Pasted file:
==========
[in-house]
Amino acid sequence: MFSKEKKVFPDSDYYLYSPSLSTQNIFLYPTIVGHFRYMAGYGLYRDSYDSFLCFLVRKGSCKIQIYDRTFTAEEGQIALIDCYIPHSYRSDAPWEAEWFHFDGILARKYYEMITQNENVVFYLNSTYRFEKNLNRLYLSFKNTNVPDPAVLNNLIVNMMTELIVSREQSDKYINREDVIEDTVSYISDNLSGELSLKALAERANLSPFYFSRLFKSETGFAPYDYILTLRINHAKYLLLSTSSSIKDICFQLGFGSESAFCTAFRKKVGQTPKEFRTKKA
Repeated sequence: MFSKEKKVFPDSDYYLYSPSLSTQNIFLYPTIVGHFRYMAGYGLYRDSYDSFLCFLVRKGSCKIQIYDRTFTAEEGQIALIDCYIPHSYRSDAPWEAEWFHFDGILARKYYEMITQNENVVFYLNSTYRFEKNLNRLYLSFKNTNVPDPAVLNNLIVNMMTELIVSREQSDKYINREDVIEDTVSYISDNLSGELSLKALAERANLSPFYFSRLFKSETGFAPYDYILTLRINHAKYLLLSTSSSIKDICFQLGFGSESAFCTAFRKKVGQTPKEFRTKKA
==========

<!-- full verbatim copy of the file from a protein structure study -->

[in-house]
Amino acid sequence: MFSKEKKVFPDSDYYLYSPSLSTQNIFLYPTIVGHFRYMAGYGLYRDSYDSFLCFLVRKGSCKIQIYDRTFTAEEGQIALIDCYIPHSYRSDAPWEAEWFHFDGILARKYYEMITQNENVVFYLNSTYRFEKNLNRLYLSFKNTNVPDPAVLNNLIVNMMTELIVSREQSDKYINREDVIEDTVSYISDNLSGELSLKALAERANLSPFYFSRLFKSETGFAPYDYILTLRINHAKYLLLSTSSSIKDICFQLGFGSESAFCTAFRKKVGQTPKEFRTKKA
Repeated sequence: MFSKEKKVFPDSDYYLYSPSLSTQNIFLYPTIVGHFRYMAGYGLYRDSYDSFLCFLVRKGSCKIQIYDRTFTAEEGQIALIDCYIPHSYRSDAPWEAEWFHFDGILARKYYEMITQNENVVFYLNSTYRFEKNLNRLYLSFKNTNVPDPAVLNNLIVNMMTELIVSREQSDKYINREDVIEDTVSYISDNLSGELSLKALAERANLSPFYFSRLFKSETGFAPYDYILTLRINHAKYLLLSTSSSIKDICFQLGFGSESAFCTAFRKKVGQTPKEFRTKKA